Over the past year, increased concerns about the fundamentals of the Canadian economy and the depressed energy sector have plagued hoteliers and investors alike, translating to cost-cutting measures across the board. In 2014, Halifax-based Holloway Lodging announced it would be internalizing its hotel-management functions after it acquired Royal Host. Last year, Temple Hotels opted to internalize its management services, saving 3.5 per cent of hotel revenues, or about $6.5 million.

But the good news is, the future remains bright for management companies, which are intent on demonstrating their value to the hotel sector. “We have a pretty robust pipeline right now and we’re looking at lots of deals every single day,” says Tony Cohen, EVP, Business Development at Crescent Hotels & Resorts Canada in Toronto. “We would like to expand our presence as much as we can in Canada, but it’s all about strategic growth — we’re not going to take contracts just so we can have another asset.” The types of assets Crescent manages include resorts, upper-upscale full-service hotels, boutiques, convention hotels, premium select-service hotels, and premium limited-service hotels, spanning the Marriott, Hilton, Starwood, Hyatt, Wyndham and InterContinental banners, as well as independent luxury hotels. Last year, Crescent began managing The Westin Prince, Toronto and Tryp by Wyndham Quebec Hotel Pur in Quebec City, bringing its Canadian portfolio to 13 properties.

As a third-party management company, the goal is to increase the profitability of its managed assets, leveraging its size and scope to find savings and efficiencies through all layers of operations. “We bring value to an owner or an asset that maybe they couldn’t [achieve] on their own,” Cohen explains. These go beyond working as an extension of ownership by helping hotels’ culinary operations save money via cost-control and pricing strategy; revenue management; leadership development workshops; group advertising and marketing assistance. “Never should an ownership group look at our fee and think that’s a cost; it should be a fee that is creating more value, more profitability and ultimately increasing their asset’s value,” says Cohen. According to HVS, fees can range from two to three per cent of total revenue, plus a base fee.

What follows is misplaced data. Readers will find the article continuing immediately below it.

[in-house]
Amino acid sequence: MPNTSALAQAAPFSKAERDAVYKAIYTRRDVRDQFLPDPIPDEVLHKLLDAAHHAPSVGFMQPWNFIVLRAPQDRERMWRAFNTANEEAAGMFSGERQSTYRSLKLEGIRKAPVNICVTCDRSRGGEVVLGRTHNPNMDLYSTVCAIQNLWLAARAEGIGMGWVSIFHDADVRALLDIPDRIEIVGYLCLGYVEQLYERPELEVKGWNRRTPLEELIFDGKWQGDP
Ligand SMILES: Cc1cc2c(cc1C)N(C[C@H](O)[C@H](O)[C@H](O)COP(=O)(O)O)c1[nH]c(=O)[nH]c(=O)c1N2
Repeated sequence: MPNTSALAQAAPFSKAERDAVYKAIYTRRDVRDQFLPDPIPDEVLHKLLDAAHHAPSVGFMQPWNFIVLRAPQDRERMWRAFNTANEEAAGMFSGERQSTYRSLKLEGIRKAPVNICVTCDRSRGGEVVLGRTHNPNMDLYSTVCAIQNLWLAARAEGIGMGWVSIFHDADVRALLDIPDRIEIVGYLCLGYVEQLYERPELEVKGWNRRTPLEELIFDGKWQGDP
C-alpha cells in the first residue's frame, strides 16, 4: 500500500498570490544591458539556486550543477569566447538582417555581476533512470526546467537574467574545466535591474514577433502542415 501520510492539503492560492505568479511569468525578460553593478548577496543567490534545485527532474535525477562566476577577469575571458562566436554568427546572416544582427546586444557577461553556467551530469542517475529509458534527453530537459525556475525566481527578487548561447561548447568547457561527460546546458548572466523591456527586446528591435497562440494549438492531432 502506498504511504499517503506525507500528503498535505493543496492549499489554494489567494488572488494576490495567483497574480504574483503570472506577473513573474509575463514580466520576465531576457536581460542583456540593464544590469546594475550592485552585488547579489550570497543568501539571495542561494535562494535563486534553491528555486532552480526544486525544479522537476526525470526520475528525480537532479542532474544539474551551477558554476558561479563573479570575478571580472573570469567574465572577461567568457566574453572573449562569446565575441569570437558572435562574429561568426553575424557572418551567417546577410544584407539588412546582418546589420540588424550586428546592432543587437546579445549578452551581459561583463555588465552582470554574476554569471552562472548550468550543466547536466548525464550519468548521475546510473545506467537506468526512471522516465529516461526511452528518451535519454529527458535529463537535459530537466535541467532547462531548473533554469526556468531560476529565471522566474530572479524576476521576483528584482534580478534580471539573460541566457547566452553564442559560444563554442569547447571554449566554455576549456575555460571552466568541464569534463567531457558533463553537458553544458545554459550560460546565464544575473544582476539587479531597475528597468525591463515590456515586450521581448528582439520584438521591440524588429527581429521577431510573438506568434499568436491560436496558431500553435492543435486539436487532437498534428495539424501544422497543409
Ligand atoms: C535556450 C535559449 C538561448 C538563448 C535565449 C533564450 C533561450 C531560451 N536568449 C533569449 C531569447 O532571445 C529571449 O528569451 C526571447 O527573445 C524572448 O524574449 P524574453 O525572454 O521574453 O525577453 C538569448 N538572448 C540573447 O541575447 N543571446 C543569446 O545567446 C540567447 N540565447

As Philippe Gadbois, SVP of Operations at Montreal’s Atlific Hotels notes, management fees don’t vary significantly from company to company. “We all compete on a pretty level playing field. So, sometimes you get contracts because of your relationship with a particular owner or developer. Sometimes it’s pure chemistry — they just like you better than your competitor.”

With about 60 years of experience as an owner and management company, and with a portfolio of 61 hotels across the country, the Atlific team has cultivated a strong reputation in Canada with sales increasing from $424 million to $461 million from 2013 to 2014.

Recent additions to the company’s managed assets include the Element Vancouver Metrotown, Hilton Garden Inn Montreal Airport and the newly opened Courtyard by Marriott and Residence Inn by Marriott, Calgary South.

With regard to future growth, Gadbois has identified Quebec as an ideal area. He’s not alone. According to a new study by Colliers International Hotels, more than half of the investors surveyed indicated they are looking at central Canada (Ontario and Quebec) as the preferred region for investment. “Central Canada is bouncing back,” Gadbois explains. “There are more opportunities in Quebec — Montreal, Quebec City, specifically — than Toronto or Ottawa, for example.” However, due to the nature of the business, companies such as Atlific are not in complete control of their expansion. “Because we’re not developers, we’re at the mercy of the hotel developers or owners who ask us to manage on their behalf,” he explains. “When we have a longstanding relationship with certain developers, they will ask us where they should go next, but that is more a function of where the economic opportunities are.”